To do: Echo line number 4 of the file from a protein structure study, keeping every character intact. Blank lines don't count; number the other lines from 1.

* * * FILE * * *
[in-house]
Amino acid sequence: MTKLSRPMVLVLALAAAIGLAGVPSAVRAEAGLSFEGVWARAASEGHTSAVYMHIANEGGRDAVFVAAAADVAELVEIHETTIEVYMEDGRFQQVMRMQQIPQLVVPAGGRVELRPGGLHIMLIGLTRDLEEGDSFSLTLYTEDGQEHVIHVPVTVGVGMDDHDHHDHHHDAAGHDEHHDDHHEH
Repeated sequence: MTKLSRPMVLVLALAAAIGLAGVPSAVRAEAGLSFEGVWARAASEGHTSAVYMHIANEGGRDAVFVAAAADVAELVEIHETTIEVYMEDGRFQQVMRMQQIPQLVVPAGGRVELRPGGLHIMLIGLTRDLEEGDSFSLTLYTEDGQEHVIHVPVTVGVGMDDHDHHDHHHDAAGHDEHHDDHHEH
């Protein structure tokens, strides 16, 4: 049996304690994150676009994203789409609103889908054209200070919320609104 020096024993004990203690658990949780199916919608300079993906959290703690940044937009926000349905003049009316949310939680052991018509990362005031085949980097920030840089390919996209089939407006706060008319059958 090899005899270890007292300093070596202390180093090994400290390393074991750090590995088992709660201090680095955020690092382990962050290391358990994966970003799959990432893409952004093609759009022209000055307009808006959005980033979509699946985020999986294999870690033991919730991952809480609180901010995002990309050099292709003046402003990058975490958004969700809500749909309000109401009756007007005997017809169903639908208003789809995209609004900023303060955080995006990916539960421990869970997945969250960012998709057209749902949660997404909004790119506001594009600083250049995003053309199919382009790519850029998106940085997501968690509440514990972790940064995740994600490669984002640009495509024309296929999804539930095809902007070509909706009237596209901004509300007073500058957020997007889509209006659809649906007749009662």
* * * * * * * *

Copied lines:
């Protein structure tokens, strides 16, 4: 049996304690994150676009994203789409609103889908054209200070919320609104 020096024993004990203690658990949780199916919608300079993906959290703690940044937009926000349905003049009316949310939680052991018509990362005031085949980097920030840089390919996209089939407006706060008319059958 090899005899270890007292300093070596202390180093090994400290390393074991750090590995088992709660201090680095955020690092382990962050290391358990994966970003799959990432893409952004093609759009022209000055307009808006959005980033979509699946985020999986294999870690033991919730991952809480609180901010995002990309050099292709003046402003990058975490958004969700809500749909309000109401009756007007005997017809169903639908208003789809995209609004900023303060955080995006990916539960421990869970997945969250960012998709057209749902949660997404909004790119506001594009600083250049995003053309199919382009790519850029998106940085997501968690509440514990972790940064995740994600490669984002640009495509024309296929999804539930095809902007070509909706009237596209901004509300007073500058957020997007889509209006659809649906007749009662």